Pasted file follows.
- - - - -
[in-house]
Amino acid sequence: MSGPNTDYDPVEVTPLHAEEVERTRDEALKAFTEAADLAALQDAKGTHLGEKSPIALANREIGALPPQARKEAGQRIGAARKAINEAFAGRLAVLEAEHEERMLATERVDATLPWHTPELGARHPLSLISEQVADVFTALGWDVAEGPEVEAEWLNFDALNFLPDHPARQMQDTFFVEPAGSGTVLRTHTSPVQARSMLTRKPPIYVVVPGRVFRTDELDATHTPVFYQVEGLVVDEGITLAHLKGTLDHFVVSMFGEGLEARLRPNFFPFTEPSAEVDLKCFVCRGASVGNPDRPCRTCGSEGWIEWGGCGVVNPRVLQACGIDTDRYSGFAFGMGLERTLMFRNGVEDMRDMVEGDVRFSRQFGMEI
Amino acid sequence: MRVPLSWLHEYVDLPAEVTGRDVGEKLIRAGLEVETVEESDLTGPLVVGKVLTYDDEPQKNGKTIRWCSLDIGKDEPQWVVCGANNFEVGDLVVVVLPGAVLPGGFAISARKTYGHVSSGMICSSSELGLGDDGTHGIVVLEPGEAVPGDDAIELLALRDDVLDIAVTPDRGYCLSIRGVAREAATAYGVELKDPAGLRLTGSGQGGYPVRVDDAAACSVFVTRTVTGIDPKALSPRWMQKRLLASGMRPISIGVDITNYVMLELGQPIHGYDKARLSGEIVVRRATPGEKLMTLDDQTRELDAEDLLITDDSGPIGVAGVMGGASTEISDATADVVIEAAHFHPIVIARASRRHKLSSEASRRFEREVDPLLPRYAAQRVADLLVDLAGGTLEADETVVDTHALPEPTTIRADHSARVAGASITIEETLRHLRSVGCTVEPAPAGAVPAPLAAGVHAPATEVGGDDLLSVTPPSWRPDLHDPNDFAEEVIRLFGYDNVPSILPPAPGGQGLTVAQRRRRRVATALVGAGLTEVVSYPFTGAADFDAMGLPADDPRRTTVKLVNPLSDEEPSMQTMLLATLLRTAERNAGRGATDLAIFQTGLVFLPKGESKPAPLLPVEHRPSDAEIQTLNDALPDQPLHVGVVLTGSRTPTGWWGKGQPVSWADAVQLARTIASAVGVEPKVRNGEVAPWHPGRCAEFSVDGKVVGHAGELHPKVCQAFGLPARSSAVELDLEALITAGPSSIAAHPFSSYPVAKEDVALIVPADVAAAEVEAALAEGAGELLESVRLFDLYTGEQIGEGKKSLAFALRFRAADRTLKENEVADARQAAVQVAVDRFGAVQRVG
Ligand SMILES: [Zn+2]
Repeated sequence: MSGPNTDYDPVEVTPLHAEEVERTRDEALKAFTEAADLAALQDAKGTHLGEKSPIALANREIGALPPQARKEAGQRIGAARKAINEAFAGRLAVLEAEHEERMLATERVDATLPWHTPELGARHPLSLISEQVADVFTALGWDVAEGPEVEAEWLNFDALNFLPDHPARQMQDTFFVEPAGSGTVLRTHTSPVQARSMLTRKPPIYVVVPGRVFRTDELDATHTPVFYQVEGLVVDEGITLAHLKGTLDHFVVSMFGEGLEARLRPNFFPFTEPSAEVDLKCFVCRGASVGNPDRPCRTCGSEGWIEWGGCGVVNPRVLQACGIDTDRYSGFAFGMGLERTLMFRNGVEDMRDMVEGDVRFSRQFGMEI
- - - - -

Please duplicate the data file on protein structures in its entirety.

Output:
[in-house]
Amino acid sequence: MSGPNTDYDPVEVTPLHAEEVERTRDEALKAFTEAADLAALQDAKGTHLGEKSPIALANREIGALPPQARKEAGQRIGAARKAINEAFAGRLAVLEAEHEERMLATERVDATLPWHTPELGARHPLSLISEQVADVFTALGWDVAEGPEVEAEWLNFDALNFLPDHPARQMQDTFFVEPAGSGTVLRTHTSPVQARSMLTRKPPIYVVVPGRVFRTDELDATHTPVFYQVEGLVVDEGITLAHLKGTLDHFVVSMFGEGLEARLRPNFFPFTEPSAEVDLKCFVCRGASVGNPDRPCRTCGSEGWIEWGGCGVVNPRVLQACGIDTDRYSGFAFGMGLERTLMFRNGVEDMRDMVEGDVRFSRQFGMEI
Amino acid sequence: MRVPLSWLHEYVDLPAEVTGRDVGEKLIRAGLEVETVEESDLTGPLVVGKVLTYDDEPQKNGKTIRWCSLDIGKDEPQWVVCGANNFEVGDLVVVVLPGAVLPGGFAISARKTYGHVSSGMICSSSELGLGDDGTHGIVVLEPGEAVPGDDAIELLALRDDVLDIAVTPDRGYCLSIRGVAREAATAYGVELKDPAGLRLTGSGQGGYPVRVDDAAACSVFVTRTVTGIDPKALSPRWMQKRLLASGMRPISIGVDITNYVMLELGQPIHGYDKARLSGEIVVRRATPGEKLMTLDDQTRELDAEDLLITDDSGPIGVAGVMGGASTEISDATADVVIEAAHFHPIVIARASRRHKLSSEASRRFEREVDPLLPRYAAQRVADLLVDLAGGTLEADETVVDTHALPEPTTIRADHSARVAGASITIEETLRHLRSVGCTVEPAPAGAVPAPLAAGVHAPATEVGGDDLLSVTPPSWRPDLHDPNDFAEEVIRLFGYDNVPSILPPAPGGQGLTVAQRRRRRVATALVGAGLTEVVSYPFTGAADFDAMGLPADDPRRTTVKLVNPLSDEEPSMQTMLLATLLRTAERNAGRGATDLAIFQTGLVFLPKGESKPAPLLPVEHRPSDAEIQTLNDALPDQPLHVGVVLTGSRTPTGWWGKGQPVSWADAVQLARTIASAVGVEPKVRNGEVAPWHPGRCAEFSVDGKVVGHAGELHPKVCQAFGLPARSSAVELDLEALITAGPSSIAAHPFSSYPVAKEDVALIVPADVAAAEVEAALAEGAGELLESVRLFDLYTGEQIGEGKKSLAFALRFRAADRTLKENEVADARQAAVQVAVDRFGAVQRVG
Ligand SMILES: [Zn+2]
Repeated sequence: MSGPNTDYDPVEVTPLHAEEVERTRDEALKAFTEAADLAALQDAKGTHLGEKSPIALANREIGALPPQARKEAGQRIGAARKAINEAFAGRLAVLEAEHEERMLATERVDATLPWHTPELGARHPLSLISEQVADVFTALGWDVAEGPEVEAEWLNFDALNFLPDHPARQMQDTFFVEPAGSGTVLRTHTSPVQARSMLTRKPPIYVVVPGRVFRTDELDATHTPVFYQVEGLVVDEGITLAHLKGTLDHFVVSMFGEGLEARLRPNFFPFTEPSAEVDLKCFVCRGASVGNPDRPCRTCGSEGWIEWGGCGVVNPRVLQACGIDTDRYSGFAFGMGLERTLMFRNGVEDMRDMVEGDVRFSRQFGMEI